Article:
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Life and Death Decisions in the Middle of the Night: Teaching the Assessment of Decision-Making Capacity

J. Randall Curtis, MD, MPH, FCCP
Author and Funding Information

From Harborview Medical Center, Division of Pulmonary and Critical Care Medicine, Department of Medicine, School of Medicine, University of Washington.

Correspondence to: J. Randall Curtis, MD, MPH, FCCP, Division of Pulmonary and Critical Care Medicine, University of Washington, Harborview Medical Center, Box 359762, 325 Ninth Ave, Seattle, WA 98104-2499; e-mail: jrc@u.washington.edu


Financial/nonfinancial disclosures: The author has reported to the CHEST the following confl ict of interest: Dr Curtis receives research funding from the National Institutes of Health (National Institute of Nursing Research and National Heart Lung and Blood Institute). Dr Curtis is also the President of the American Thoracic Society.

Reproduction of this article is prohibited without written permission from the American College of Chest Physicians (www.chestjournal.org/site/misc/reprints.xhtml).


© 2010 American College of Chest Physicians


Chest. 2010;137(2):248-250. doi:10.1378/chest.09-1634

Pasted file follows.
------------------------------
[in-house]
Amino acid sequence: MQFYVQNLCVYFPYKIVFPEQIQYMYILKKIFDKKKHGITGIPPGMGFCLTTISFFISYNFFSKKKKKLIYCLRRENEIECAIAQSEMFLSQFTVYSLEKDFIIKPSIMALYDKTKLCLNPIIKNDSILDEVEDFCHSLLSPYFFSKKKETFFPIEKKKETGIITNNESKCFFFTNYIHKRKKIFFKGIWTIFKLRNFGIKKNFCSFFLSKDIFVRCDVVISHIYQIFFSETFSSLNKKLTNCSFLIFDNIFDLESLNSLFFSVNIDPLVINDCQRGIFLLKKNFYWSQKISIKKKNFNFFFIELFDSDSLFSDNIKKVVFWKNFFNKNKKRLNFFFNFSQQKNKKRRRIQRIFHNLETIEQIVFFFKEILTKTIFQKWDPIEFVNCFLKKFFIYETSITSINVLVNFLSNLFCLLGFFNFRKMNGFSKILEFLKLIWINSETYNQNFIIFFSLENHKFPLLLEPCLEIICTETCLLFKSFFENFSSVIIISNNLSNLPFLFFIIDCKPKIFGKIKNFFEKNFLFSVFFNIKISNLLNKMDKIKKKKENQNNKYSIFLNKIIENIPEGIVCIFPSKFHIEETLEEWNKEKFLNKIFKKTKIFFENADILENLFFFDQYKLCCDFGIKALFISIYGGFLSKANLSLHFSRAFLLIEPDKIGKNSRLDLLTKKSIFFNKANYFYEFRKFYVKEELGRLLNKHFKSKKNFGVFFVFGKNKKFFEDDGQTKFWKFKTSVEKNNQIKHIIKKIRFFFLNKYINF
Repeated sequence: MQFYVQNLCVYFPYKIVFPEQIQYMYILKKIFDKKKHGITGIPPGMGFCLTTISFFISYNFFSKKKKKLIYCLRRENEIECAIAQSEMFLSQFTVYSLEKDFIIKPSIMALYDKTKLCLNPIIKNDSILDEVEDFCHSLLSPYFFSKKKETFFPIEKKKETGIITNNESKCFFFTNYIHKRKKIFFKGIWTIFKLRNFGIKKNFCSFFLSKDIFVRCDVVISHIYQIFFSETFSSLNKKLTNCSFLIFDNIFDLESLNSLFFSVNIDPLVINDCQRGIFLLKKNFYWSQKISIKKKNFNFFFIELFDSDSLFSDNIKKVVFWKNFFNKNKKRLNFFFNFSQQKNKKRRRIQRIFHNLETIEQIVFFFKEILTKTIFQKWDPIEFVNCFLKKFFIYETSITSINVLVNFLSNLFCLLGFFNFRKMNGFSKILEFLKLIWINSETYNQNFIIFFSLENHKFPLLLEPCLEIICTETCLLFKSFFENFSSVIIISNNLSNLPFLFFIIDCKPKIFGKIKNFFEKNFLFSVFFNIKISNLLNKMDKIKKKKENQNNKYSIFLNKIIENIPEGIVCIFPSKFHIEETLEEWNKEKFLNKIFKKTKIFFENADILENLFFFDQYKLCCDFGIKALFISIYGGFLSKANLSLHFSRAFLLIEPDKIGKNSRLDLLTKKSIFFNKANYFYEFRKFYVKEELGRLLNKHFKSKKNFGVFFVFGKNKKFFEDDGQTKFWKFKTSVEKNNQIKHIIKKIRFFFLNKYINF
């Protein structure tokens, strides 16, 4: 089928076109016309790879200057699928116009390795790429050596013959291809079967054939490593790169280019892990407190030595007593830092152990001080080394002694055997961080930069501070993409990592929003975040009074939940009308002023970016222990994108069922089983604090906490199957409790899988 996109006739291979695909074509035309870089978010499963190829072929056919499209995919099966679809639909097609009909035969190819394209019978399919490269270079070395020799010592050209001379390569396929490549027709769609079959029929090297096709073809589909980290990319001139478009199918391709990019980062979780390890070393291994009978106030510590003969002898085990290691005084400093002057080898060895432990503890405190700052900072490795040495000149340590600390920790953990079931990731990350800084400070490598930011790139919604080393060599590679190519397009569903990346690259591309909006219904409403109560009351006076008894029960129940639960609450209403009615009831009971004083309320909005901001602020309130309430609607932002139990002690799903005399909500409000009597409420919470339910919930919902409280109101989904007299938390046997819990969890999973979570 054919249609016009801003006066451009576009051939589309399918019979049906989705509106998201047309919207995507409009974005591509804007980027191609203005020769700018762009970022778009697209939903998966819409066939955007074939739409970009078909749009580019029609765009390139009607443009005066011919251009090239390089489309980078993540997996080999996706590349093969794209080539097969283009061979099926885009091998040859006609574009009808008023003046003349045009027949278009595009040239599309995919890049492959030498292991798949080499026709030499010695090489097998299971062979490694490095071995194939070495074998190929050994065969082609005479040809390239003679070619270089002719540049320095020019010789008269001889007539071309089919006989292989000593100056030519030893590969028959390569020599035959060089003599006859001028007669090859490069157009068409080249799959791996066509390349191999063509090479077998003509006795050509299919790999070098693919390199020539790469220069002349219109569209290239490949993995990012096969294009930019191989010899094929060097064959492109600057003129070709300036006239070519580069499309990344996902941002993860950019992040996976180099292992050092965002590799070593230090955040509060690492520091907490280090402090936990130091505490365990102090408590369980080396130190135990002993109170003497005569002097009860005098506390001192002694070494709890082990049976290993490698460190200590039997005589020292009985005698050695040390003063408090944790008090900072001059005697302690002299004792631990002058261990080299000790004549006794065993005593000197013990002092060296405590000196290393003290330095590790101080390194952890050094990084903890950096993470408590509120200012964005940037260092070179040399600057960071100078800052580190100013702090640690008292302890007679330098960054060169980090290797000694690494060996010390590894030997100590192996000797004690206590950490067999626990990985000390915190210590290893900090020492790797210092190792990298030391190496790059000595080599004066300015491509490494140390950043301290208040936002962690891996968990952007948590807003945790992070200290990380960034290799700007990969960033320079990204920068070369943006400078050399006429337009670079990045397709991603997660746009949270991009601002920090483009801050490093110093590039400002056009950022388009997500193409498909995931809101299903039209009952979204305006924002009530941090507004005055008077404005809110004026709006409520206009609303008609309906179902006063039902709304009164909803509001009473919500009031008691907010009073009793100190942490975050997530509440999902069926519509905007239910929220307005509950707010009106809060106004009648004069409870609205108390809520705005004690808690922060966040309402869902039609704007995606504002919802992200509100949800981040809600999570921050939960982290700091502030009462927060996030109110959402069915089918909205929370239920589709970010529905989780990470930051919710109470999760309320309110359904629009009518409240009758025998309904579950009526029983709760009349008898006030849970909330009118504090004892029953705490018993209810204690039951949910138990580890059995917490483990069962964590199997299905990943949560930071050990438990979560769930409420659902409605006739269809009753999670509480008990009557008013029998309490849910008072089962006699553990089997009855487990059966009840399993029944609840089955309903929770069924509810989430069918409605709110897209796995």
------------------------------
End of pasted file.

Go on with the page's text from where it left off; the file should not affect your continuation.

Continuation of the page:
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At 2:00 am one morning, when I was a much younger attending physician, I received a call from a resident on service in the ICU. He called about a case with “an FYI,” because he had a few minutes and thought I might want to be informed. He told me of a 25-year-old man admitted that night with what appeared to be severe community-acquired pneumonia. The patient carried the diagnosis of developmental delay, but, the resident informed me, the patient had been previously determined to be legally competent to make his own decisions by the courts, and he lived alone. The patient was developing acute respiratory failure, and he refused intubation and mechanical ventilation. The resident informed the patient that he would likely die without this treatment, and the patient told the resident that he understood. The resident tried noninvasive ventilation, and the patient refused it. The resident was calling to tell me that he was planning to transition to comfort measures only. The team had tried unsuccessfully to reach the patient’s parents, although the social worker was still trying.

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